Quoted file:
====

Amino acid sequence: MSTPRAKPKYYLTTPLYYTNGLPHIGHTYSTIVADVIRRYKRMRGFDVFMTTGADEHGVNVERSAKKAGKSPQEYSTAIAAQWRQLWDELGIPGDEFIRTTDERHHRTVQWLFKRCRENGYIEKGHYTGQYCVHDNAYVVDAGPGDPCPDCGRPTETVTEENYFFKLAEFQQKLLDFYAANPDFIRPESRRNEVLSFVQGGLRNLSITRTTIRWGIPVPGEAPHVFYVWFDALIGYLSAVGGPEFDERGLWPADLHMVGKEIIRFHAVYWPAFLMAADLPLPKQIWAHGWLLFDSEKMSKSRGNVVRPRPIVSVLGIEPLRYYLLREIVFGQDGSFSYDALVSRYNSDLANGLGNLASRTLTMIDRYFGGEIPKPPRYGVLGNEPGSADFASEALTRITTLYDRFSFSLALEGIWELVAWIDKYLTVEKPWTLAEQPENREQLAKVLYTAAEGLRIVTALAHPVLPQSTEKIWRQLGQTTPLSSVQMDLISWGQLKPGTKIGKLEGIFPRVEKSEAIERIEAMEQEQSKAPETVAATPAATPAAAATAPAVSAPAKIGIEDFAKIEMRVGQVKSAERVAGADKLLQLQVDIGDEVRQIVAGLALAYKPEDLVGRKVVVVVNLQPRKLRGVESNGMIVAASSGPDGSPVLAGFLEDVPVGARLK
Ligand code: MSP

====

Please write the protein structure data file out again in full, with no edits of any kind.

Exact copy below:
Amino acid sequence: MSTPRAKPKYYLTTPLYYTNGLPHIGHTYSTIVADVIRRYKRMRGFDVFMTTGADEHGVNVERSAKKAGKSPQEYSTAIAAQWRQLWDELGIPGDEFIRTTDERHHRTVQWLFKRCRENGYIEKGHYTGQYCVHDNAYVVDAGPGDPCPDCGRPTETVTEENYFFKLAEFQQKLLDFYAANPDFIRPESRRNEVLSFVQGGLRNLSITRTTIRWGIPVPGEAPHVFYVWFDALIGYLSAVGGPEFDERGLWPADLHMVGKEIIRFHAVYWPAFLMAADLPLPKQIWAHGWLLFDSEKMSKSRGNVVRPRPIVSVLGIEPLRYYLLREIVFGQDGSFSYDALVSRYNSDLANGLGNLASRTLTMIDRYFGGEIPKPPRYGVLGNEPGSADFASEALTRITTLYDRFSFSLALEGIWELVAWIDKYLTVEKPWTLAEQPENREQLAKVLYTAAEGLRIVTALAHPVLPQSTEKIWRQLGQTTPLSSVQMDLISWGQLKPGTKIGKLEGIFPRVEKSEAIERIEAMEQEQSKAPETVAATPAATPAAAATAPAVSAPAKIGIEDFAKIEMRVGQVKSAERVAGADKLLQLQVDIGDEVRQIVAGLALAYKPEDLVGRKVVVVVNLQPRKLRGVESNGMIVAASSGPDGSPVLAGFLEDVPVGARLK
Ligand code: MSP